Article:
We all know that there are certain kinds of thrills that are worth the risk, that the forbidden fruit can taste sweetest when it’s a chocolate sneaked from Mom’s birthday gift selection (not that I would know anything about any such thing from my youth!), the extra hour out past curfew when one thinks one’s parents are out of the house, the bouquet picked from a neighbor’s flowerbed en route home from grade school. And there’s no doubt that some are drawn to romance most powerfully when it is risky, when it defies convention, when it defies logic. Is anyone really immune to the lure of breaking with tradition, just a little?
Crows are a great source of pleasure to me. I admire their bold, graphic good looks: wiry legs and strong beak, shining eyes, and smooth feathers accented with iridescent shine. I enjoy listening to their noisy announcements and conversations, knowing that whether one is broadcasting his name in braggadocio or informing the rest of the neighborhood of what she’s discovered, there is often more brainy expression and interaction going than in many a text-messaging flurry from a pack of attention-deficient humans.
Crows can be aggressive and mean-spirited like humans, too, as I well know from working many years on a heavily treed campus where nesting season was Open Season on certain passersby whom the crows chose to bully. But for the most part, when they’re not busy trying to defend their territory they devote a goodly amount of time and energy to exploring and problem-solving and even humorous play, that is also surprisingly easy to see through an anthropomorphic lens. If I see a crow taking a particular interest in anything, chances are pretty good that I’ll find it interesting myself, should I follow its lead.
I am too smart for you by half; you think you’re bright? Don’t make me laugh!
You think me infantile and boisterous, but cannot crack an oyster
And yet, I’ve dined on oysters thrice before you’ve opened one. How nice
That you consider yourselves wise to have your thoughts and synthesize
Them into action, yet still fail to see that mine makes yours seem pale,
When you consider that you’ve got advantages that I have not,
And still I’m able, while you strive and strain to merely keep alive,
When my family and friends were conscripted to help install the artwork for my master’s thesis exhibition, they could not help but note that it would have been a kindness on my part to specialize in something a little more manageable, say, postage stamp illustration. Hanging murals of up to nine by thirty feet in dimensions is admittedly more unwieldy than mounting a bunch of tidy little framed life-sized insect portraits or installing a series of elfin sculptures made from shirt buttons and walnut shells. Alas, though I did segue into much more portable forms in later years, it was not soon enough for my loved ones’ sakes.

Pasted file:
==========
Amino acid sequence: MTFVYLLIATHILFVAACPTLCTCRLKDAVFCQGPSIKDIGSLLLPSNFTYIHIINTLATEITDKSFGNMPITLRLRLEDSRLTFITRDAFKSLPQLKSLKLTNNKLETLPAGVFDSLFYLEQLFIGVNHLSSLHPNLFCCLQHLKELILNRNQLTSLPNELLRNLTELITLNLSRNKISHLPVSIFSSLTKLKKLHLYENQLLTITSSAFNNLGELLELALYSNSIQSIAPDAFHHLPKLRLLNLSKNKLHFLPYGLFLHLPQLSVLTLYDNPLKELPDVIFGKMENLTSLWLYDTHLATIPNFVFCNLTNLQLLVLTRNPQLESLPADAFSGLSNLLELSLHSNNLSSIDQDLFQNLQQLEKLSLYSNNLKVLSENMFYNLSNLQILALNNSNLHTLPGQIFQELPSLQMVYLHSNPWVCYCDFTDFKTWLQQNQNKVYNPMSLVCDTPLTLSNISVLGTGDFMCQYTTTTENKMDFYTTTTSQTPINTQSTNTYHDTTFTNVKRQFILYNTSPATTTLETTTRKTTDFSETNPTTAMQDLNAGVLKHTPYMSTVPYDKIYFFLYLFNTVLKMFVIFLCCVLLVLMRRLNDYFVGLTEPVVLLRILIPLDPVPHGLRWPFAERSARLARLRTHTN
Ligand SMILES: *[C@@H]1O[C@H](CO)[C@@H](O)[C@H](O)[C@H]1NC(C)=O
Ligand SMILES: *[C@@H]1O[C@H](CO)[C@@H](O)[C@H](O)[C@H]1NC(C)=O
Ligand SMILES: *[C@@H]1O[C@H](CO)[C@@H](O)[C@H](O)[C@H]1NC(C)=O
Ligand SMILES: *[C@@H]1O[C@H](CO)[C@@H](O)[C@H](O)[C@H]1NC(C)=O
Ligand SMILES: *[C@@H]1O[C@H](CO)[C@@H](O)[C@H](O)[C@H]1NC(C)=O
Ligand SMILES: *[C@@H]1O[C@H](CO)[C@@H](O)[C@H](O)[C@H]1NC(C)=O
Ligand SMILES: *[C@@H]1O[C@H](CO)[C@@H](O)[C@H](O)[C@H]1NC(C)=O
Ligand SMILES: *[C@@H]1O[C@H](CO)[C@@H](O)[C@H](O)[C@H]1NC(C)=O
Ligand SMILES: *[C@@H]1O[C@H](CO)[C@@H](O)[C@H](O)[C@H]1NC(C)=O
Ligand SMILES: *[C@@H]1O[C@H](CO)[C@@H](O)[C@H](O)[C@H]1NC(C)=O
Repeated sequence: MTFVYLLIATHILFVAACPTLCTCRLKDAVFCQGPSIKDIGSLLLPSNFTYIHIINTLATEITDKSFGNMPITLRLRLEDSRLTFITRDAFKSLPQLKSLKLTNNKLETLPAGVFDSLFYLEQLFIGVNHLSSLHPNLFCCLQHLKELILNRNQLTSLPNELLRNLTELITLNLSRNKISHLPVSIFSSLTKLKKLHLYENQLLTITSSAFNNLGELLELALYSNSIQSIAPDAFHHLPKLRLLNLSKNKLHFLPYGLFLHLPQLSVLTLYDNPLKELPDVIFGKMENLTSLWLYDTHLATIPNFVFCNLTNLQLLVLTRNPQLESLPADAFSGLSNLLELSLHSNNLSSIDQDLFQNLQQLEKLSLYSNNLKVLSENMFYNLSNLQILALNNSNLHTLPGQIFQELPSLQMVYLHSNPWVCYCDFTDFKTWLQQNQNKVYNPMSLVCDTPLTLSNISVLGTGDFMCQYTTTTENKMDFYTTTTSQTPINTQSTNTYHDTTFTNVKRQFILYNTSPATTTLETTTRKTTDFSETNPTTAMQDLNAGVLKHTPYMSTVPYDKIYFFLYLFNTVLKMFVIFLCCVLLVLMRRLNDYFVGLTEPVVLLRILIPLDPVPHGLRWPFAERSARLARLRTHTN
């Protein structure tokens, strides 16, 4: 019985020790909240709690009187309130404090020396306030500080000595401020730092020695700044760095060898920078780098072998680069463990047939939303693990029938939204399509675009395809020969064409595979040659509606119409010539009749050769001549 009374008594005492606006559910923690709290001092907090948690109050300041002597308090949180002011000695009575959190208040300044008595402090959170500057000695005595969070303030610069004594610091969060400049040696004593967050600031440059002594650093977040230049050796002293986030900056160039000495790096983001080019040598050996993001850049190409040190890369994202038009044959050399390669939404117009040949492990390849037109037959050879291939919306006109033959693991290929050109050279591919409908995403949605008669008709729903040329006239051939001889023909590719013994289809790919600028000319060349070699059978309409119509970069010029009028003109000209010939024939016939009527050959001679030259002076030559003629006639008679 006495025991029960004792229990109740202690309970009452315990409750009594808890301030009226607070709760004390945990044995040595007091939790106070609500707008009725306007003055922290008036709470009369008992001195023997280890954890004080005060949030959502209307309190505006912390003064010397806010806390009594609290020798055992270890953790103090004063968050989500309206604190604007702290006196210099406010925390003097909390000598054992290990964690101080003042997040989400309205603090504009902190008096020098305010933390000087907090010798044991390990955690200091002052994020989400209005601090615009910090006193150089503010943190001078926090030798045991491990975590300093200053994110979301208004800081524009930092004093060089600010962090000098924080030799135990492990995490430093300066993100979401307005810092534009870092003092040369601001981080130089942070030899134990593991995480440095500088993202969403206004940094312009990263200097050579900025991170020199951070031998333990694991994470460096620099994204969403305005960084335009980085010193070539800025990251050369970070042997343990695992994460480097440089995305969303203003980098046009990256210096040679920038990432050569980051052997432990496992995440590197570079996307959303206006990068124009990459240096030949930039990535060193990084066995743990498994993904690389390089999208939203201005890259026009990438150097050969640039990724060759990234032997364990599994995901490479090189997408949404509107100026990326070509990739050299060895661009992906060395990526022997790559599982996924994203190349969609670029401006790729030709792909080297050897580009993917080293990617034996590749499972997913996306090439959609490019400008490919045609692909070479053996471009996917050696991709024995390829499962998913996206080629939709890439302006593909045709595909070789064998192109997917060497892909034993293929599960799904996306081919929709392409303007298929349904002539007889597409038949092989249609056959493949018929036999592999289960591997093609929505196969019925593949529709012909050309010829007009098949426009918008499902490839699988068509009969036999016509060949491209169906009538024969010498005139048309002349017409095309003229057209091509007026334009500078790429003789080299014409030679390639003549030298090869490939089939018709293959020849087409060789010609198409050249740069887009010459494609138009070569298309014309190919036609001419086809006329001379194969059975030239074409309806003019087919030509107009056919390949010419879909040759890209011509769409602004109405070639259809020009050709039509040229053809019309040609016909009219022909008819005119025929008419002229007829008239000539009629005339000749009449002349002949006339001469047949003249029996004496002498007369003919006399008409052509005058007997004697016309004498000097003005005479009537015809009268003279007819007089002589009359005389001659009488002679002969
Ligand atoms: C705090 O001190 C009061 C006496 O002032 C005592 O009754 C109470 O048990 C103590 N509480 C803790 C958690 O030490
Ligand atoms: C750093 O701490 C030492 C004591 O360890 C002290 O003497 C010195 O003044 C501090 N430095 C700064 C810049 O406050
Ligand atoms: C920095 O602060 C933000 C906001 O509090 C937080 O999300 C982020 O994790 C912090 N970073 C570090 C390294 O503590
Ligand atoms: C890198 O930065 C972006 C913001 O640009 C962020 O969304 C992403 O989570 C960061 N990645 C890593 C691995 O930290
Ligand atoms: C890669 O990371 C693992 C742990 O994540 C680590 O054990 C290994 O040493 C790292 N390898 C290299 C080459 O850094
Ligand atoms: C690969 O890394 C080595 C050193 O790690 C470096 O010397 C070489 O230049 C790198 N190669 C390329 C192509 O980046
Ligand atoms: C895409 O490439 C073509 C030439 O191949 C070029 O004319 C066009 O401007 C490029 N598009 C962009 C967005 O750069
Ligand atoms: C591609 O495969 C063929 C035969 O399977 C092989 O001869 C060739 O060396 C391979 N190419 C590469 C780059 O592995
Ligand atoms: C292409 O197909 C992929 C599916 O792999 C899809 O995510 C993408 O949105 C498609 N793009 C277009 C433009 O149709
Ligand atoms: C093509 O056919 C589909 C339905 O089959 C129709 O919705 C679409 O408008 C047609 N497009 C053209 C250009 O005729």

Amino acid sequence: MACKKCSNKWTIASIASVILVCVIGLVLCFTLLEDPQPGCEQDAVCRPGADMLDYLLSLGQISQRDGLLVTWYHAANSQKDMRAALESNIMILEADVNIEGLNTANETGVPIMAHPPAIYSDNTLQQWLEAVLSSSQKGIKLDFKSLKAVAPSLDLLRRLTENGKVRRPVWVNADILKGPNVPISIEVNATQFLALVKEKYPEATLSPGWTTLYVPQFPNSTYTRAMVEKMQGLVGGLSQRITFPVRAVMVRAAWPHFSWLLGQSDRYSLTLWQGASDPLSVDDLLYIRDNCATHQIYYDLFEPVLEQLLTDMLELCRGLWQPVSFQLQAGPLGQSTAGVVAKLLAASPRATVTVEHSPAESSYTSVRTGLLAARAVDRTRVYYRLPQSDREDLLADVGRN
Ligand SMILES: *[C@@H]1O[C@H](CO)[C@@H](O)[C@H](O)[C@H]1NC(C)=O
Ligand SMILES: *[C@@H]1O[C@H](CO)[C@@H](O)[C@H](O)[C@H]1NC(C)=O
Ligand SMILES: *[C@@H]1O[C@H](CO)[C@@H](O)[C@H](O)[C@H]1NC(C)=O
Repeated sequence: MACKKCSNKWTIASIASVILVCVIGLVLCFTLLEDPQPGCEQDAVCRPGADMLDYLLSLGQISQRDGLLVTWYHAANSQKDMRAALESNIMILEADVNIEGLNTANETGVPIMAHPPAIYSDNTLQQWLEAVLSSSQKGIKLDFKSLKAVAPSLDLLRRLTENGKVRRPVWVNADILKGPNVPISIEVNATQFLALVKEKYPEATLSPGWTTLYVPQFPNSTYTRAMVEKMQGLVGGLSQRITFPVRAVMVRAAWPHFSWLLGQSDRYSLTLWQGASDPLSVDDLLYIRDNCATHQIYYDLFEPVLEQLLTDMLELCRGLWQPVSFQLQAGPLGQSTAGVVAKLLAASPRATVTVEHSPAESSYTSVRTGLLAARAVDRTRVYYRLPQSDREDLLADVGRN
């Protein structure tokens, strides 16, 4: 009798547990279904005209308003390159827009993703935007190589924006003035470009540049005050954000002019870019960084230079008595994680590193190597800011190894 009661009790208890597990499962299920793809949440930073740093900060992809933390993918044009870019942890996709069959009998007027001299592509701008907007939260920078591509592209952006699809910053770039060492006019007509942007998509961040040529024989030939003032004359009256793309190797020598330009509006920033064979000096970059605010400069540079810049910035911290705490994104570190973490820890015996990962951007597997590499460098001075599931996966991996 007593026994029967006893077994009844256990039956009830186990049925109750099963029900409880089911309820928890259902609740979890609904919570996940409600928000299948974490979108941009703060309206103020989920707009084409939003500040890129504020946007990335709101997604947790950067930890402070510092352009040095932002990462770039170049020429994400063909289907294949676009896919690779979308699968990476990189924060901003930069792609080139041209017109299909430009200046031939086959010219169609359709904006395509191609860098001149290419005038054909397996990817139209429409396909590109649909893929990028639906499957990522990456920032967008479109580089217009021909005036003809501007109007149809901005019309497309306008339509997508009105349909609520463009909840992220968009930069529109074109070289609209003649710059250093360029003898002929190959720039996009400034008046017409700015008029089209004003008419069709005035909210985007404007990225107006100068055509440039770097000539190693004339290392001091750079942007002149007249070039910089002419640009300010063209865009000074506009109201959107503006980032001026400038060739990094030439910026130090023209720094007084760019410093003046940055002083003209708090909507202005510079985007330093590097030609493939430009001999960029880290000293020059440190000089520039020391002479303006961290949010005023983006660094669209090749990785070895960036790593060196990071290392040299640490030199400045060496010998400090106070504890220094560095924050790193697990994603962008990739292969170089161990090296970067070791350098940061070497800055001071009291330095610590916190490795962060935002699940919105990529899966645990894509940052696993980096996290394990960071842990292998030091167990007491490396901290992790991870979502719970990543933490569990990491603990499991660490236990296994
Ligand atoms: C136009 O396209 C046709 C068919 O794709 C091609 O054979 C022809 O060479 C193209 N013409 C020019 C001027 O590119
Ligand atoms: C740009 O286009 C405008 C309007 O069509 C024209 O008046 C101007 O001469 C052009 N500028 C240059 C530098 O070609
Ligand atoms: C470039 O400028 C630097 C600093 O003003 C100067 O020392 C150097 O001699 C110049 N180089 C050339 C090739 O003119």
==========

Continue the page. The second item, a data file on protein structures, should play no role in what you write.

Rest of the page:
My verbosity is a similar burden on my circle of acquaintance, as I am not famous for knowing when to shut up any more than I am known for limiting my opinion to those who have actually asked for it. But just as I have learned to appreciate and work at smaller and less physically demanding visual media along with my enjoyment of massive and messy kinds of art, I have a fondness for smaller and less epic essays and poems, too, and have been known to craft these with similar avidity. While scale in no way guarantees quality or lack thereof in any medium I know, it is sometimes a relief to me as much as to my friendly audiences when I get my kicks by producing petite expressions of my inventive urges.
I do realize that it’s a long time yet until St. Patrick’s Day returns, and no, I am not Irish. But sometimes one just needs to emit a silly Limerick or two, and who can stand the suspense of holding off until mid-March? So I’ll just go with the urge—the itch, if you will—and let my Limericks out to play a little early. Or very late, as the case may be.
And let this be a reminder to all of us to avoid being pests and nuisances to others. As my young nephew once shouted at the screen during an epic animated film in which a number of insects were being exceedingly awful to a number of other insects, “Be NICE, Bugs!” Or you could get in big trouble. Nicer is definitely safer.